*— Originally published on that computer scientist. Consider following the original blog for up-to-date articles.*

If you want to learn the math involved with the Big O, read Analysing Algorithms: Worst Case Running Time.

Data Structures and Algorithms is about solving problems efficiently. A bad programmer solves their problems inefficiently and a really bad programmer doesn't even know why their solution is inefficient. So, the question is, *How do you rank an algorithm's efficiency?*

The simple answer to that question is the **Big O Notation**. How does that work? Let me explain!

Say you wrote a function which goes through every number in a list and adds it to a *total_sum* variable.

If you consider "addition" to be 1 operation then running this function on a list of 10 numbers will cost 10 operations, running it on a list of 20 numbers costs 20 operations and similarly running it on a list of n numbers costs the *length of list* (n) operations.

Now let's assume you wrote another function that would return the first number in a list.

Now, no matter how large this list is, this function will never cost more than one operation. Fairly, these two algorithms have different **time complexity** or *relationship between growth of input size and growth of operations executed*. We communicate these time complexities using ** Big O Notation**.

Big O Notation is a mathematical notation used to classify algorithms according to how their run time or space requirements grow as the input size grows.

Referring to the complexities as *'**n**'*, common complexities (ranked from good to bad) are:

- Constant -
**O(1)** - Logarithmic
**O(log n)** - Linear -
**O(n)** - n log n -
**O(n log n)** - Quadratic -
**O(n²)** - Exponential -
**O(2ⁿ)** - Factorial -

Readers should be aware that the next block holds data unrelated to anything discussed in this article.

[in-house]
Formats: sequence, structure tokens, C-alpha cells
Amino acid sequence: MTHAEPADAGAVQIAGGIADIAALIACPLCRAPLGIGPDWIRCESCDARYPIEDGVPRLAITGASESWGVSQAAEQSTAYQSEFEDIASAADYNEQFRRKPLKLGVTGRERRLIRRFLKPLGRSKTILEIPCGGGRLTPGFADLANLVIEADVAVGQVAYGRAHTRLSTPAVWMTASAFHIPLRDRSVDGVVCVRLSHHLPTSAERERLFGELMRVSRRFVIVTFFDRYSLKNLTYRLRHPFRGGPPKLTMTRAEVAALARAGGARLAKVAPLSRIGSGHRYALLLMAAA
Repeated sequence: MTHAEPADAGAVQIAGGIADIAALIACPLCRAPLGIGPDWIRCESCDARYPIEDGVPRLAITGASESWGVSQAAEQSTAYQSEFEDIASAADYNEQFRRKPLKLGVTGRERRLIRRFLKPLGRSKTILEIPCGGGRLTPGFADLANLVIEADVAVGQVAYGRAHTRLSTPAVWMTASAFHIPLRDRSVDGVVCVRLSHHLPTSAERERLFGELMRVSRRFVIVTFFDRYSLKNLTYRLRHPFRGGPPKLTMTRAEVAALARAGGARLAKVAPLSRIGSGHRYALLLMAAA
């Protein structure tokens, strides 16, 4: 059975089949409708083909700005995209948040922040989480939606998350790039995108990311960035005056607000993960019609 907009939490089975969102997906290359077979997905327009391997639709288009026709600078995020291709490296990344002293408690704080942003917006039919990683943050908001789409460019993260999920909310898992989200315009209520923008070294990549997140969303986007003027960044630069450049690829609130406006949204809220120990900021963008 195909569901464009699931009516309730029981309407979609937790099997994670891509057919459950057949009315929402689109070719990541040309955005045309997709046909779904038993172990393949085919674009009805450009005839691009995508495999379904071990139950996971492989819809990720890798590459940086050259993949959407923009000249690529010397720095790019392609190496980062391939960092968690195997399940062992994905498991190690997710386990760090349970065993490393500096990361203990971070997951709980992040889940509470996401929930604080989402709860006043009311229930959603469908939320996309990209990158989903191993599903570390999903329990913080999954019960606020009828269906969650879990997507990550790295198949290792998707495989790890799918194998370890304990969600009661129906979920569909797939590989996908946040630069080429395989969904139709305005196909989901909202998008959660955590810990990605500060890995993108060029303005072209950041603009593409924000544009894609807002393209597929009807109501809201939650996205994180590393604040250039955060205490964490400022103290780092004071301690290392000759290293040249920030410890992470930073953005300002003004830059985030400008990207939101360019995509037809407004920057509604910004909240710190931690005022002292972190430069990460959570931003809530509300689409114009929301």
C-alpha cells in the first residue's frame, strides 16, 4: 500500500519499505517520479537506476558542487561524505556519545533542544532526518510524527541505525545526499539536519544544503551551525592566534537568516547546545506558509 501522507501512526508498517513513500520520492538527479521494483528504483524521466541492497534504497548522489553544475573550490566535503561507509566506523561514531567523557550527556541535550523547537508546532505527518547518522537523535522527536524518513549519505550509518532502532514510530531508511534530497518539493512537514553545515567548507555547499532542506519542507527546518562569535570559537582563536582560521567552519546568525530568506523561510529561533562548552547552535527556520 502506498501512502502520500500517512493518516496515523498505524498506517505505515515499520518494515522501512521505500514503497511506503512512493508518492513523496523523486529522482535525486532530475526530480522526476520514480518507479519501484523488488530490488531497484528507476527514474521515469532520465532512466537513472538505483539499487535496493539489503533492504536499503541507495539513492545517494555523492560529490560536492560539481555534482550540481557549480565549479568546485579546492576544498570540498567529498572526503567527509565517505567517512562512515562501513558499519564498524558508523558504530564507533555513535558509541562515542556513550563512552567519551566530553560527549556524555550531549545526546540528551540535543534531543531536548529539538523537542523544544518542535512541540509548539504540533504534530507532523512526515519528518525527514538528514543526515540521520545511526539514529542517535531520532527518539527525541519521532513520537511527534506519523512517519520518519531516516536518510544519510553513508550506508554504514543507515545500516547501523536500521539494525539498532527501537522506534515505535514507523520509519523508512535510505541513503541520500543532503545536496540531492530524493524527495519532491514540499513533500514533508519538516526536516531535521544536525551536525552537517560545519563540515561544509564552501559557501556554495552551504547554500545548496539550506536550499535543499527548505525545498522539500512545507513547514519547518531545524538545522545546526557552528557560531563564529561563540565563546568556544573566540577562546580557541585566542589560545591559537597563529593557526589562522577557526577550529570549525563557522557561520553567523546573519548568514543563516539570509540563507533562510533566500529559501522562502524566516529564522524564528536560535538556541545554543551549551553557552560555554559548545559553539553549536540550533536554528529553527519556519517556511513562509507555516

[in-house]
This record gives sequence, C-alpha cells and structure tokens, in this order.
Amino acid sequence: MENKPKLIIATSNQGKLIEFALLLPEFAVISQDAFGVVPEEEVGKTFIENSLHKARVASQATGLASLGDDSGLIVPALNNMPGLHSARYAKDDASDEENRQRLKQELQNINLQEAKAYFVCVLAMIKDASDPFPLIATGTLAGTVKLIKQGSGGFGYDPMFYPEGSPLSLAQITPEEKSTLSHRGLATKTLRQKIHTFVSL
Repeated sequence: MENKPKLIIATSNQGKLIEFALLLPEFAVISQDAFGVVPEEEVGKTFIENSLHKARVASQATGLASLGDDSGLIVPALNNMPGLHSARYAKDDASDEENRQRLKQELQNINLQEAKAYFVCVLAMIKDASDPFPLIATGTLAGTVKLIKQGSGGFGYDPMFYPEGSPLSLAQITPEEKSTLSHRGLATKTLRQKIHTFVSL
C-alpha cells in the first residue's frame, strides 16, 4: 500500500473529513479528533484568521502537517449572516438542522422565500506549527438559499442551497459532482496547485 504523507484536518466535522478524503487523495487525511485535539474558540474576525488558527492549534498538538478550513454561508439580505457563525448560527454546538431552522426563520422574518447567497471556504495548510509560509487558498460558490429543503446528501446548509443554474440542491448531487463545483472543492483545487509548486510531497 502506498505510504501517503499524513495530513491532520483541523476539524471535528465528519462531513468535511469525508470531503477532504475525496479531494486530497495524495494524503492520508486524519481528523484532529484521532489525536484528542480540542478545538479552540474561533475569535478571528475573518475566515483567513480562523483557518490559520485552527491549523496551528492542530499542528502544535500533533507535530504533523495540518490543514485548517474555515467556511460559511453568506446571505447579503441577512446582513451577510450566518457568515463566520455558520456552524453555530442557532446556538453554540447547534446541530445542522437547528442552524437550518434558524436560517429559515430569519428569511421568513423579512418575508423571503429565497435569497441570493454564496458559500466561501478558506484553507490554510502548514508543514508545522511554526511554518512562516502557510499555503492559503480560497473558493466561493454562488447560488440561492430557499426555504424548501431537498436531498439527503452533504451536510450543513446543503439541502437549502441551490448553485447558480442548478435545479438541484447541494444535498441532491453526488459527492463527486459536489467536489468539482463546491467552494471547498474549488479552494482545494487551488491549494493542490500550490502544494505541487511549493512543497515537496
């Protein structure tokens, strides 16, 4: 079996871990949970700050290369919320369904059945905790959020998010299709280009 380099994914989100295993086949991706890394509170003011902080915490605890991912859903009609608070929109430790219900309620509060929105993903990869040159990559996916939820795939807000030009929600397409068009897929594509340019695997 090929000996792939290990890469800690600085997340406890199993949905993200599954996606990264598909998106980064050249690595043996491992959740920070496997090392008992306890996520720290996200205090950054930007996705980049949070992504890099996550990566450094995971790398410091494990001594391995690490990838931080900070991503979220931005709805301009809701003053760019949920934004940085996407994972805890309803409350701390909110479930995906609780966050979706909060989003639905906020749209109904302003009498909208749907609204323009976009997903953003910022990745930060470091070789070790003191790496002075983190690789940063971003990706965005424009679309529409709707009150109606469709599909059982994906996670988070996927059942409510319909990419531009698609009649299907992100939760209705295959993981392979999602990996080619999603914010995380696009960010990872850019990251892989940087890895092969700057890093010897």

**O(n!)**

Our first algorithm runs in *O(n)*, meaning its operations grew in a linear relationship with the input size - in this case, the amount of numbers in the list. Our second algorithm is not dependent on the input size at all - so it runs in constant time.

Let's take a look at how many operations a program has to execute in function with an input size of *n = 5 vs n = 50*.

n = 5 | n = 50 | |
---|---|---|

O(1) |
1 | 1 |

O(log n) |
4 | 6 |

O(n) |
5 | 50 |

O(n log n) |
20 | 300 |

O(n²) |
25 | 2500 |

O(2ⁿ) |
32 | 1125899906842624 |

O(n!) |
120 | 3.0414093e+64 |

It might not matter when the input is small, but this gap gets very dramatic as the input size increases.

If n were 10000, a function that runs in *log(n)* would only take 14 operations and a function that runs in *n!* would set your computer on fire!

For Big O Notation, we *drop constants* so *O(10.n)* and *O(n/10)* are both equivalent to *O(n)* because the graph is still linear.

Big O Notation is also used for **space complexity**, which works the same way - *how much space an algorithm uses as n grows* or *relationship between growth of input size and growth of space needed*.

So, yeah! This has been the simplest possible explanation of the Big O Notation from my side and I hope you enjoyed reading this. If you found this information helpful, share it with your friends on different social media platforms and consider clicking those like buttons up there, it really motivates me to write more.

And If you REALLY liked the article, consider buying me a coffee 😊. If you have any suggestions or feedback, feel free to let me know that in the comments.

*Happy Programming!*

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